Is there full transparency in the window industry?
Windows are a most noticeable part of our homes. Allowing us see the world outside and letting light inside. Unfortunately they are also gaping holes in the thermal envelope. A significant amount of energy is lost through our windows because glass is an extremely poor insulator. Due to this characteristic windows have evolved into the multi-pane types today. But is replacing your “old” windows with a modern, thermally superior variety going to make a huge difference in your utility costs? The short answer, very likely no.
I have had clients relate claims by window installation companies of energy savings of as high as 40 percent. That number may very well have been derived from the chart from the Efficient Window Collaborative. The problem I see with the chart is the base line window is not a very realistic example. An aluminum frame, single pane window is not common. In fact I can never recall ever seeing one in the many years I have been inspecting, although I have seen numerous double pane aluminum windows. The baseline example in the chart would be the absolute worst thermally performing window possible. A more realistic and accurate example would have been a wood framed single pane window or the second green bar.
Now let’s say your house has thermal double pane windows. They are old, worn and drafty. If you replace the old your old thermal pane windows with new double low-E windows the expected savings is about 5 percent according to the chart. That is the difference between double clear (green bar) and double clear with low-E (orange bar).
Let’s take another scenario; a single pane window outfitted with storm windows, which is conspicuously absent from the chart. It is also a very common window type I find still in use. That is essentially a double pane window, but not thermally sealed. In the first infrared image, the window on the left is not equipped with a storm window, while the right window has it’s storm in place. What is very apparent is the temperature difference is fairly significant, approximately 15 º F. What is also noticeable is the storm window also decreases drafts. The left window has a cloth draft stop along the center seam. That is also the coldest part of the window. This is not to say a newer double pane window is the similar or even inferior. It simply demonstrates the differences between the two window types may not be as great as stated.
The windows in the first IR image are original to this 1914 built home. One may believe that replacing the windows in this home would be very beneficial. The truth is through the assistance of a complete energy audit the windows were found to be a poor improvement. There were 27 windows of this general size in the home. Replacement cost was estimated at $9500, more than a bit conservative in my judgement. The estimated yearly savings was said to be $320. The time to payoff the windows through realized energy savings was 30 years. The average functional life expectancy of a window, 20 – 25 years., although as we can see here, it can certainly be much longer.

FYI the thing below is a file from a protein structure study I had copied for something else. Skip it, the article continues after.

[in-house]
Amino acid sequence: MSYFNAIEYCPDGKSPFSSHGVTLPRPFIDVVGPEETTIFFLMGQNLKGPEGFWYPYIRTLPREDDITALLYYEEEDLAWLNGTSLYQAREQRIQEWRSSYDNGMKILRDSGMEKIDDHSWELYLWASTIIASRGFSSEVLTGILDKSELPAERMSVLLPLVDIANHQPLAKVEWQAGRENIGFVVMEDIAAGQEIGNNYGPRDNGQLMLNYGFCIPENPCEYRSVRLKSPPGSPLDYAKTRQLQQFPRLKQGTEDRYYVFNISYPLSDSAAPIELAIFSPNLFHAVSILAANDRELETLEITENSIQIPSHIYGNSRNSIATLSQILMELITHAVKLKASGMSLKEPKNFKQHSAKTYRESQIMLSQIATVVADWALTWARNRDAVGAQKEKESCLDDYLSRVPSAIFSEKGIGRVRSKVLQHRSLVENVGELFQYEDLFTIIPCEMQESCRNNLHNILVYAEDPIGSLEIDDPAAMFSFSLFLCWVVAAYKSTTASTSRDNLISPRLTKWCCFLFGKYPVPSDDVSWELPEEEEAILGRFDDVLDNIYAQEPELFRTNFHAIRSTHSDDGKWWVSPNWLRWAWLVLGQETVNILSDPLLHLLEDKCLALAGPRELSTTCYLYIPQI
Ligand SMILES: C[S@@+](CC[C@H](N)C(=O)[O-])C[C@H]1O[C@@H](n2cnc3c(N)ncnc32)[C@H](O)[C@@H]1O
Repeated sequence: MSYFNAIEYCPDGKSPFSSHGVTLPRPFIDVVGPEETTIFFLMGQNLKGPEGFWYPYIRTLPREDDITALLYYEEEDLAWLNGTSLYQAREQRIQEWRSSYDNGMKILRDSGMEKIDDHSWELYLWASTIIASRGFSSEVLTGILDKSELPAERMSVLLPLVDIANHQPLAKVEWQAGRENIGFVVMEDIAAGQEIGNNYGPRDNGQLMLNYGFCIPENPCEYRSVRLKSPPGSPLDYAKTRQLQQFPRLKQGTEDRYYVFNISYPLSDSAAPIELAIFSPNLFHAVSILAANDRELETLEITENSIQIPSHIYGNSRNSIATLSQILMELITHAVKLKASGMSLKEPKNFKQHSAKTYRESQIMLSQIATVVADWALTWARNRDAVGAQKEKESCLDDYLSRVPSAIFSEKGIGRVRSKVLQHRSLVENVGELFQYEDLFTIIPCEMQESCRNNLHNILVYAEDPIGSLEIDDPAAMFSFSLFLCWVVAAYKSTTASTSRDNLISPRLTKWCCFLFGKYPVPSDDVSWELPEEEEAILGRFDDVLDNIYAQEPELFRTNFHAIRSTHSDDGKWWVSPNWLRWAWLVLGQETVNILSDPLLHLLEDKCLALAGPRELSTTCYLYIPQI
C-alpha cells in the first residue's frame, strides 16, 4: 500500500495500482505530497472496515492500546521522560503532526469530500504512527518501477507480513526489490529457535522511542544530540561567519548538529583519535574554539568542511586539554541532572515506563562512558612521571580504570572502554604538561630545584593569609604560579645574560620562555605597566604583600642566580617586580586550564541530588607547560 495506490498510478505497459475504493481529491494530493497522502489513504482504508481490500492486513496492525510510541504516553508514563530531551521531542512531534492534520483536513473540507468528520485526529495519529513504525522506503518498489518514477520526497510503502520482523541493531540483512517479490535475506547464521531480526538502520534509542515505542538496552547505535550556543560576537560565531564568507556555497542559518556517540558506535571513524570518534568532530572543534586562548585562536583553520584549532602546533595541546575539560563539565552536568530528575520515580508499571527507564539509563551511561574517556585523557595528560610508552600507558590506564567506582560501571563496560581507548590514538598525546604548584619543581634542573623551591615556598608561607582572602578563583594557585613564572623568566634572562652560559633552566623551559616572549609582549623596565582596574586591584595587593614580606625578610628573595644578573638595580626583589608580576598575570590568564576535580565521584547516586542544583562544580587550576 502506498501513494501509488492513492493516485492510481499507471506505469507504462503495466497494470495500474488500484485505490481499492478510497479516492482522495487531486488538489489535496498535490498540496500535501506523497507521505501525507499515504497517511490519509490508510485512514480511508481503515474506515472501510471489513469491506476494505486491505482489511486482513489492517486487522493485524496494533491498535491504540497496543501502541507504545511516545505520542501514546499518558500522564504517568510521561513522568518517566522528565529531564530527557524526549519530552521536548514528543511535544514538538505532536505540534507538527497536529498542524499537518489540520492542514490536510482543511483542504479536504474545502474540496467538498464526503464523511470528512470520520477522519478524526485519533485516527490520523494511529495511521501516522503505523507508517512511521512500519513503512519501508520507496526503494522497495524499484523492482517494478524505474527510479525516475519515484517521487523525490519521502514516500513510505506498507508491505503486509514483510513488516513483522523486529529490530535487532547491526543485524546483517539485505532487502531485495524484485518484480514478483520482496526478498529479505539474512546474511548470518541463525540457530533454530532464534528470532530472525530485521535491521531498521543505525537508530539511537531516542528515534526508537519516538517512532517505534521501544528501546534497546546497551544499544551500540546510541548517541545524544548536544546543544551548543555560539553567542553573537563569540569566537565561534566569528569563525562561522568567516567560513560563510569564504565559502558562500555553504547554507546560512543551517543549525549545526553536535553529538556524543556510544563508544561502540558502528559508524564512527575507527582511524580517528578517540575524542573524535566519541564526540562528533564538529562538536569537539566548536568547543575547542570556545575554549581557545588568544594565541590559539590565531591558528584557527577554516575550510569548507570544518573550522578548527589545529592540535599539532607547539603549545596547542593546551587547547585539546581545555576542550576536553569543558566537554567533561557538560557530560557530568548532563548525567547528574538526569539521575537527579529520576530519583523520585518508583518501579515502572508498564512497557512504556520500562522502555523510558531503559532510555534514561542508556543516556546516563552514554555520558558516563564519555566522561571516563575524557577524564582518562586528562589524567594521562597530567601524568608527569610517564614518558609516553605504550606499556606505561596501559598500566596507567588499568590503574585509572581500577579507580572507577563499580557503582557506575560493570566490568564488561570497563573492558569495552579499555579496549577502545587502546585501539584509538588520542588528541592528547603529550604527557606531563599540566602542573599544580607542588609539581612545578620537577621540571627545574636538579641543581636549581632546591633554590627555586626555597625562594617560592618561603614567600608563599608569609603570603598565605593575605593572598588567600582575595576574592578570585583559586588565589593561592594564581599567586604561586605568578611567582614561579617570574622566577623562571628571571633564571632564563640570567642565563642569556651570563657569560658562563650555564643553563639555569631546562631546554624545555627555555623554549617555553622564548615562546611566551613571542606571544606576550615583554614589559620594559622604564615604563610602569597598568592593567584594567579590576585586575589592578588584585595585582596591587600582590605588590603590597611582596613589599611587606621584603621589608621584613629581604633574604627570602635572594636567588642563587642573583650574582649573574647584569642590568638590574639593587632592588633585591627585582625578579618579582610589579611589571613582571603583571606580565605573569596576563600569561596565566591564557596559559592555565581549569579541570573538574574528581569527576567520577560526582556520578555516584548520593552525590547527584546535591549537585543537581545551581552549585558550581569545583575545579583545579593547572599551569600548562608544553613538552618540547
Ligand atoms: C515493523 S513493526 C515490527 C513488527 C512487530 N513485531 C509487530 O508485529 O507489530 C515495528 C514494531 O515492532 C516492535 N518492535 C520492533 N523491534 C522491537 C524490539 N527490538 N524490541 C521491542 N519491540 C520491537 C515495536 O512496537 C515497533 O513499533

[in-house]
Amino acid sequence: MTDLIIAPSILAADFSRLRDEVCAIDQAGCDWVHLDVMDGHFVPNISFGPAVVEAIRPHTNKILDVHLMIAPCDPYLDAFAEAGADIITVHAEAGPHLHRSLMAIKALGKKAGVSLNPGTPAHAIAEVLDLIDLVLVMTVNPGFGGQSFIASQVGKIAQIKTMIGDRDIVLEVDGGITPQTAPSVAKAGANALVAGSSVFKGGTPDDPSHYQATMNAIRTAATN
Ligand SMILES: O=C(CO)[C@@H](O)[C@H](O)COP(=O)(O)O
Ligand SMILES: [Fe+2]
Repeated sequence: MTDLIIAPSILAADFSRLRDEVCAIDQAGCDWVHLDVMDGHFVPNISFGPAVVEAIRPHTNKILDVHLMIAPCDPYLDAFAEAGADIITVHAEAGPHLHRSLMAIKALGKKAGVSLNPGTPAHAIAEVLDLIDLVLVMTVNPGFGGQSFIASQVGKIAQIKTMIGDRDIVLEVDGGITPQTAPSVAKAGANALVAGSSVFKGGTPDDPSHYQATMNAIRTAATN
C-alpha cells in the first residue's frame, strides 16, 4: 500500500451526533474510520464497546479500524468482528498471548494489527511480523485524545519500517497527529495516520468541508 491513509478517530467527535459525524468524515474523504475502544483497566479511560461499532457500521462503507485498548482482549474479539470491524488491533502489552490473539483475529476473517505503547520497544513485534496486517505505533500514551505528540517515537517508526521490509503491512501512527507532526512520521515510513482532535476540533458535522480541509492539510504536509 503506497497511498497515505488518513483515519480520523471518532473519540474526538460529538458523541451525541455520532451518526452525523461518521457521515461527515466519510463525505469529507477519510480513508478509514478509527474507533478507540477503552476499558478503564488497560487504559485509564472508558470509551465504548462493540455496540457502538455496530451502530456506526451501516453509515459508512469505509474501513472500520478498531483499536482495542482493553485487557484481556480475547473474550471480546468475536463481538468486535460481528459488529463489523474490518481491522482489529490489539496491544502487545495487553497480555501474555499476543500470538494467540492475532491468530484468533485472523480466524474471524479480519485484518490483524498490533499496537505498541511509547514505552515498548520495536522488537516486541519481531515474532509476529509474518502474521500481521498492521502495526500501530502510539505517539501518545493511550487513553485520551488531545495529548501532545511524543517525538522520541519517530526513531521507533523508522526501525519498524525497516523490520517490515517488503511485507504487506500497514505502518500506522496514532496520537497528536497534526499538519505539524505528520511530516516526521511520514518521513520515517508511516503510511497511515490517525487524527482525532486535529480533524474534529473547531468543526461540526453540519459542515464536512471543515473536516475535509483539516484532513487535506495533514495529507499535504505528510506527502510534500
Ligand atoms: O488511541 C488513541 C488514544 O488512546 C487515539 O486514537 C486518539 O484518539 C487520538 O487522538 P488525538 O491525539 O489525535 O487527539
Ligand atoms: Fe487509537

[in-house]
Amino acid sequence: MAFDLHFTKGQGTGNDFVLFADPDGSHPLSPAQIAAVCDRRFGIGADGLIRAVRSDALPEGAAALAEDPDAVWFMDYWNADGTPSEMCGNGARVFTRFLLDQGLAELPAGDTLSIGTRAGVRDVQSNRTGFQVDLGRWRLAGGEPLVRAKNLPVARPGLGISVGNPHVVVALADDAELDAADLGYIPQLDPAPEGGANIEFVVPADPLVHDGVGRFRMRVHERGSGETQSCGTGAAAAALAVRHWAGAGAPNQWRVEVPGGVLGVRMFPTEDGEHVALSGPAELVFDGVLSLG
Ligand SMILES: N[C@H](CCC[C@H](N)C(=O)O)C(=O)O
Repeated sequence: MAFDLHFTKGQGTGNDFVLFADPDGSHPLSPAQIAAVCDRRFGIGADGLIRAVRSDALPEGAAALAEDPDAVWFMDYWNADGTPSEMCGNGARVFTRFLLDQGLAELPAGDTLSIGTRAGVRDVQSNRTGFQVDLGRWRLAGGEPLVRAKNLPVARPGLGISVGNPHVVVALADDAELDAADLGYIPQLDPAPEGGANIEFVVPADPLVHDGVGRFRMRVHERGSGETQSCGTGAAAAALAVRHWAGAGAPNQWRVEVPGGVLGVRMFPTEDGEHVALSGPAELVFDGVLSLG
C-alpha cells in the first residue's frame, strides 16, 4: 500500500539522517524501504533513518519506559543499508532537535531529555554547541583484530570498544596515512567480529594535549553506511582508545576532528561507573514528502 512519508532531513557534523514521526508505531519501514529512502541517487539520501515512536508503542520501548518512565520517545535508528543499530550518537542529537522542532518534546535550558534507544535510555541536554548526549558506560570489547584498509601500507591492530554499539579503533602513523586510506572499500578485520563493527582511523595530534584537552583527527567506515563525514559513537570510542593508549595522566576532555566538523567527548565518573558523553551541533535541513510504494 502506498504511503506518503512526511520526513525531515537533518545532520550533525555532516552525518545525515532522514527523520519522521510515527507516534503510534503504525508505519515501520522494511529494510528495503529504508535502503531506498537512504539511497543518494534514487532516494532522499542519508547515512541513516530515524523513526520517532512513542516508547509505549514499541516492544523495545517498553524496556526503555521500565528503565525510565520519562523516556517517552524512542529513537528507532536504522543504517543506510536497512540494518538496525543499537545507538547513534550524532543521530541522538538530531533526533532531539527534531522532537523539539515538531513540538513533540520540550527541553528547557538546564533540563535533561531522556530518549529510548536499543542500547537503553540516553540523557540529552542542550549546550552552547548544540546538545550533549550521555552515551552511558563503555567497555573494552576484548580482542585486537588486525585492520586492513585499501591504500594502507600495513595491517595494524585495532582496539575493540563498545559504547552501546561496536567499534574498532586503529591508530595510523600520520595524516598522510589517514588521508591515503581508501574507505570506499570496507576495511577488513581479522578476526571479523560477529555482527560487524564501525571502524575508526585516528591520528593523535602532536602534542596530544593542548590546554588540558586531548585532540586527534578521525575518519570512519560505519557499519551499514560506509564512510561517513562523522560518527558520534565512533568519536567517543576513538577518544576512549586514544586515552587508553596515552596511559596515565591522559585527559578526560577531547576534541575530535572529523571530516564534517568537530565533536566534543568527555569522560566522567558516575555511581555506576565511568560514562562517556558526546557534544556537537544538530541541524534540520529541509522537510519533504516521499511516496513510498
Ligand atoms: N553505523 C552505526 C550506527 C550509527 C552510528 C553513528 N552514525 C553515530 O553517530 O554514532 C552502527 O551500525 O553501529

One parameter that can not be well estimated is the actual draftiness of the windows. Air infiltration through leaky old windows can be an immense factor not just in comfort, but energy costs. Therefore it can be reasonably inferred that the figures just given may be considered conservative. That due to the elimination of drafts, the energy savings and more importantly the comfort level of the home would be greatly improved. And what is the value of comfort?
Here’s another example. The window in the second IR image at is about 12 years old. It is a newer, double pane window. It’s a low quality, “spec” window that is substantially leaking air, thus undoubtedly causing energy loss and discomfort. At the bottom of the image is a baseboard heater. The low quality of the window being such that the heat from the baseboard has little effect on the glass.
The last IR image is of a good quality replacement thermal double pane window. Notice the glass is about the same temperature as the walls around the window. One condition here that is worth mentioning is the location of the forced air heat supply. The register is located well above and to the right of the windows. The cold area seen at the base of these windows is actually aluminum foil the homeowner placed there, probably due to a perceived draft. The foil is reflective to IR as well as conductive, thus appearing “cold”.
What is evident is that replacing windows to gain energy savings is a complex process. Changing windows can be in some instances a bad energy saving choice, but can typically improve comfort.
The National Fenestration Rating Council window tag should be present on any window anyone is considering purchasing. Manufacturers voluntarily submit their products to NFRC for certification. However in order to meet the ENERGY STAR® criteria a product must be NFRC certified.
A detailed explanation of each criteria found on the NFRC Label can be found on their web site @ www.nfrc.org/label.aspx
When considering replacing windows, an independent energy audit would be highly recommended. Through the audit process the cost effectiveness and return on investment of a window replacement can be sensibly evaluated against other improvements found for the house. If the audit determines a window replacement makes economic sense, using the quality parameters of the NFRC should aid in selecting the highest performing window for the improvement budget.